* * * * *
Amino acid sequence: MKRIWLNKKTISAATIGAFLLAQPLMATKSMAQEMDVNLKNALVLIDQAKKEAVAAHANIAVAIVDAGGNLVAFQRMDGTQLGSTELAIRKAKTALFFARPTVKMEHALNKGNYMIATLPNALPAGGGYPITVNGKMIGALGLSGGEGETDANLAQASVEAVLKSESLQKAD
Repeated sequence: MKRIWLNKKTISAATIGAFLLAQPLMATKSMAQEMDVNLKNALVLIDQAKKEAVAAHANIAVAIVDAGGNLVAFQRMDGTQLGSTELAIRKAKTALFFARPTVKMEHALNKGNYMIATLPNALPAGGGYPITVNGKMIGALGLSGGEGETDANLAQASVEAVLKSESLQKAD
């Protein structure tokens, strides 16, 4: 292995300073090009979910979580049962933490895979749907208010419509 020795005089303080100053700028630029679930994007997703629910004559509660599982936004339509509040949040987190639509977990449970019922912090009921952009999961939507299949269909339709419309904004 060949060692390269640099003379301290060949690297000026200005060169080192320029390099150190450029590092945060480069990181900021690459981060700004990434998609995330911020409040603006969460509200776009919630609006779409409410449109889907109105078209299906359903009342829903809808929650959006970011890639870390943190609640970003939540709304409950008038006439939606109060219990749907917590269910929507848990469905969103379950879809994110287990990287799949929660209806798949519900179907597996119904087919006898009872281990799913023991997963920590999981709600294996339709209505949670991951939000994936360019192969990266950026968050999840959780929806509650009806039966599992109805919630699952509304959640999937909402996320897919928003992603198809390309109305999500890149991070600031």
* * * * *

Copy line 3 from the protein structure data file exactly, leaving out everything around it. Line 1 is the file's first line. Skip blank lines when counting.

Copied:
């Protein structure tokens, strides 16, 4: 292995300073090009979910979580049962933490895979749907208010419509 020795005089303080100053700028630029679930994007997703629910004559509660599982936004339509509040949040987190639509977990449970019922912090009921952009999961939507299949269909339709419309904004 060949060692390269640099003379301290060949690297000026200005060169080192320029390099150190450029590092945060480069990181900021690459981060700004990434998609995330911020409040603006969460509200776009919630609006779409409410449109889907109105078209299906359903009342829903809808929650959006970011890639870390943190609640970003939540709304409950008038006439939606109060219990749907917590269910929507848990469905969103379950879809994110287990990287799949929660209806798949519900179907597996119904087919006898009872281990799913023991997963920590999981709600294996339709209505949670991951939000994936360019192969990266950026968050999840959780929806509650009806039966599992109805919630699952509304959640999937909402996320897919928003992603198809390309109305999500890149991070600031």